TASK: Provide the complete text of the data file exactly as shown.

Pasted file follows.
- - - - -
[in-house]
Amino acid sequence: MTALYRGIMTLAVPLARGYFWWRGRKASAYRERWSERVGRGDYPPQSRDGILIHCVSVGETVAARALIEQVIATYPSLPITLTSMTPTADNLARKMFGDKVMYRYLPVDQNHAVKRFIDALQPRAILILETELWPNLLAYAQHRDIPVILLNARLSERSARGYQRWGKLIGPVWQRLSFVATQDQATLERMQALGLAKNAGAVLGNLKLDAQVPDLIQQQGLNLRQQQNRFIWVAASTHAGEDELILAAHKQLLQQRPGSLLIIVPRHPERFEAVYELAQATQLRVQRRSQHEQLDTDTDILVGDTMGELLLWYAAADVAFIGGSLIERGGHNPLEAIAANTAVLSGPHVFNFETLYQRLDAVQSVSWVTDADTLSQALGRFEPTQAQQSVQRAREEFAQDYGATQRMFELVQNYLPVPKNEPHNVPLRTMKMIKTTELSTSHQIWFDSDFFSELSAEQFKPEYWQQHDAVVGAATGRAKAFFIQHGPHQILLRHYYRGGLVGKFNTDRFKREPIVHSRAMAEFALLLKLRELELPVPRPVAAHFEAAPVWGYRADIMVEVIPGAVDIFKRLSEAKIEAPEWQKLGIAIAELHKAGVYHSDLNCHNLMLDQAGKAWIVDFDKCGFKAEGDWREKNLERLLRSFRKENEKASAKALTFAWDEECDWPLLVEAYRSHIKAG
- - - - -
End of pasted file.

[in-house]
Amino acid sequence: MTALYRGIMTLAVPLARGYFWWRGRKASAYRERWSERVGRGDYPPQSRDGILIHCVSVGETVAARALIEQVIATYPSLPITLTSMTPTADNLARKMFGDKVMYRYLPVDQNHAVKRFIDALQPRAILILETELWPNLLAYAQHRDIPVILLNARLSERSARGYQRWGKLIGPVWQRLSFVATQDQATLERMQALGLAKNAGAVLGNLKLDAQVPDLIQQQGLNLRQQQNRFIWVAASTHAGEDELILAAHKQLLQQRPGSLLIIVPRHPERFEAVYELAQATQLRVQRRSQHEQLDTDTDILVGDTMGELLLWYAAADVAFIGGSLIERGGHNPLEAIAANTAVLSGPHVFNFETLYQRLDAVQSVSWVTDADTLSQALGRFEPTQAQQSVQRAREEFAQDYGATQRMFELVQNYLPVPKNEPHNVPLRTMKMIKTTELSTSHQIWFDSDFFSELSAEQFKPEYWQQHDAVVGAATGRAKAFFIQHGPHQILLRHYYRGGLVGKFNTDRFKREPIVHSRAMAEFALLLKLRELELPVPRPVAAHFEAAPVWGYRADIMVEVIPGAVDIFKRLSEAKIEAPEWQKLGIAIAELHKAGVYHSDLNCHNLMLDQAGKAWIVDFDKCGFKAEGDWREKNLERLLRSFRKENEKASAKALTFAWDEECDWPLLVEAYRSHIKAG